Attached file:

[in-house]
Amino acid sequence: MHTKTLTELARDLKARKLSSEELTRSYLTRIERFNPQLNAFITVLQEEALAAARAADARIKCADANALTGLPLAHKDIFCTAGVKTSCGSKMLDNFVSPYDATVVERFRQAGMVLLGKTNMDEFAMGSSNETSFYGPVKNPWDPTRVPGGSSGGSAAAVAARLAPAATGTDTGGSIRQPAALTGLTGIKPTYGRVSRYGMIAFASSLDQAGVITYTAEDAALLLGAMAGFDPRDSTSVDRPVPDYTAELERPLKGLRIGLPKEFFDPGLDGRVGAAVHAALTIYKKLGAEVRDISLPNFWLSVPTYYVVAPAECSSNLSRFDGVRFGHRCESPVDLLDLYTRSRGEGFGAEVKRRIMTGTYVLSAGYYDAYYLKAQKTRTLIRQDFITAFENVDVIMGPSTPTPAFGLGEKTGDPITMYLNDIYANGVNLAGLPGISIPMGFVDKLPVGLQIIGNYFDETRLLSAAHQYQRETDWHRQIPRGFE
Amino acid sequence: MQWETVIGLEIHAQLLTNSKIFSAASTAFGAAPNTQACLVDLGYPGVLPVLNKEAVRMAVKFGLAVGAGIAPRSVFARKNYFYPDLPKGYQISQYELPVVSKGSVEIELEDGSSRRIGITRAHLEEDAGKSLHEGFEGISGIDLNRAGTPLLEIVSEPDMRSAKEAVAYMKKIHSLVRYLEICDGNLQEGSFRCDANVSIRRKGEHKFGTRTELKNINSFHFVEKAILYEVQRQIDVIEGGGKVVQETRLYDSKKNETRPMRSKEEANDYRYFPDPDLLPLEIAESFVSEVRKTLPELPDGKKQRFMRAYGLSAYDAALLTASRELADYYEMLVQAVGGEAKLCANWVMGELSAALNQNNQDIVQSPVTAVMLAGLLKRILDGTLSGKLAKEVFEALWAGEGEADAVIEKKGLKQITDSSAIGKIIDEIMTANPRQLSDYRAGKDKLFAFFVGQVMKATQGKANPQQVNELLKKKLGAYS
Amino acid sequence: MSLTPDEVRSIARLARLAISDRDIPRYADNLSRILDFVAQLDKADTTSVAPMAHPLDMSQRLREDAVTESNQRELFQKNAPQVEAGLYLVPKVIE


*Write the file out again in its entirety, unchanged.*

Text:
[in-house]
Amino acid sequence: MHTKTLTELARDLKARKLSSEELTRSYLTRIERFNPQLNAFITVLQEEALAAARAADARIKCADANALTGLPLAHKDIFCTAGVKTSCGSKMLDNFVSPYDATVVERFRQAGMVLLGKTNMDEFAMGSSNETSFYGPVKNPWDPTRVPGGSSGGSAAAVAARLAPAATGTDTGGSIRQPAALTGLTGIKPTYGRVSRYGMIAFASSLDQAGVITYTAEDAALLLGAMAGFDPRDSTSVDRPVPDYTAELERPLKGLRIGLPKEFFDPGLDGRVGAAVHAALTIYKKLGAEVRDISLPNFWLSVPTYYVVAPAECSSNLSRFDGVRFGHRCESPVDLLDLYTRSRGEGFGAEVKRRIMTGTYVLSAGYYDAYYLKAQKTRTLIRQDFITAFENVDVIMGPSTPTPAFGLGEKTGDPITMYLNDIYANGVNLAGLPGISIPMGFVDKLPVGLQIIGNYFDETRLLSAAHQYQRETDWHRQIPRGFE
Amino acid sequence: MQWETVIGLEIHAQLLTNSKIFSAASTAFGAAPNTQACLVDLGYPGVLPVLNKEAVRMAVKFGLAVGAGIAPRSVFARKNYFYPDLPKGYQISQYELPVVSKGSVEIELEDGSSRRIGITRAHLEEDAGKSLHEGFEGISGIDLNRAGTPLLEIVSEPDMRSAKEAVAYMKKIHSLVRYLEICDGNLQEGSFRCDANVSIRRKGEHKFGTRTELKNINSFHFVEKAILYEVQRQIDVIEGGGKVVQETRLYDSKKNETRPMRSKEEANDYRYFPDPDLLPLEIAESFVSEVRKTLPELPDGKKQRFMRAYGLSAYDAALLTASRELADYYEMLVQAVGGEAKLCANWVMGELSAALNQNNQDIVQSPVTAVMLAGLLKRILDGTLSGKLAKEVFEALWAGEGEADAVIEKKGLKQITDSSAIGKIIDEIMTANPRQLSDYRAGKDKLFAFFVGQVMKATQGKANPQQVNELLKKKLGAYS
Amino acid sequence: MSLTPDEVRSIARLARLAISDRDIPRYADNLSRILDFVAQLDKADTTSVAPMAHPLDMSQRLREDAVTESNQRELFQKNAPQVEAGLYLVPKVIE